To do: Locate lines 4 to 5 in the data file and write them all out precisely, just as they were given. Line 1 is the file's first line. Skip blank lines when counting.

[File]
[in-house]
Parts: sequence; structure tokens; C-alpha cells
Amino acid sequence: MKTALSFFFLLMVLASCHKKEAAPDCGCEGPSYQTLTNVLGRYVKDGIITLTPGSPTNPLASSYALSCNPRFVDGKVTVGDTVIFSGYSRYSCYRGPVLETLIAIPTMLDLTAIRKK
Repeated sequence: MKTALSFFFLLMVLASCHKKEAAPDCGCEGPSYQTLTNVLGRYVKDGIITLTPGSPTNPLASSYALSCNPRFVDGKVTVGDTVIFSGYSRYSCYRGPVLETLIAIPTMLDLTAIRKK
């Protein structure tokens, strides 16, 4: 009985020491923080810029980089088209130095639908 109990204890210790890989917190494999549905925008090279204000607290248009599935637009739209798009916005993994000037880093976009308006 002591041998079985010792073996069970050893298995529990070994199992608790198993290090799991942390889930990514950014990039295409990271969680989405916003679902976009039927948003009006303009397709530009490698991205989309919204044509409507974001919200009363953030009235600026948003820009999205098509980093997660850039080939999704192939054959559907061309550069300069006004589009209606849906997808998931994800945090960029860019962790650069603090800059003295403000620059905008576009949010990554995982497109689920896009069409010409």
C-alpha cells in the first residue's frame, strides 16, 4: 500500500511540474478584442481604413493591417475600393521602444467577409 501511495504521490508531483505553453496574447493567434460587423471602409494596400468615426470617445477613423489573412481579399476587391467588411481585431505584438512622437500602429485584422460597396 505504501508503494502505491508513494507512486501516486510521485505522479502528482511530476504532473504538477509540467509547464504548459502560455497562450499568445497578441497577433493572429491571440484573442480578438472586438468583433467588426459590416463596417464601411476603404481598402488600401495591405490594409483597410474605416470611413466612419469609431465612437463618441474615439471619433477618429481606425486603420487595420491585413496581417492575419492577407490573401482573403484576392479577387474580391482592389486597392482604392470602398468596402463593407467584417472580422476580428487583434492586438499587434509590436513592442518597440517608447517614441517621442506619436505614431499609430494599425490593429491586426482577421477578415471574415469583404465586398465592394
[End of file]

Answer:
Repeated sequence: MKTALSFFFLLMVLASCHKKEAAPDCGCEGPSYQTLTNVLGRYVKDGIITLTPGSPTNPLASSYALSCNPRFVDGKVTVGDTVIFSGYSRYSCYRGPVLETLIAIPTMLDLTAIRKK
């Protein structure tokens, strides 16, 4: 009985020491923080810029980089088209130095639908 109990204890210790890989917190494999549905925008090279204000607290248009599935637009739209798009916005993994000037880093976009308006 002591041998079985010792073996069970050893298995529990070994199992608790198993290090799991942390889930990514950014990039295409990271969680989405916003679902976009039927948003009006303009397709530009490698991205989309919204044509409507974001919200009363953030009235600026948003820009999205098509980093997660850039080939999704192939054959559907061309550069300069006004589009209606849906997808998931994800945090960029860019962790650069603090800059003295403000620059905008576009949010990554995982497109689920896009069409010409």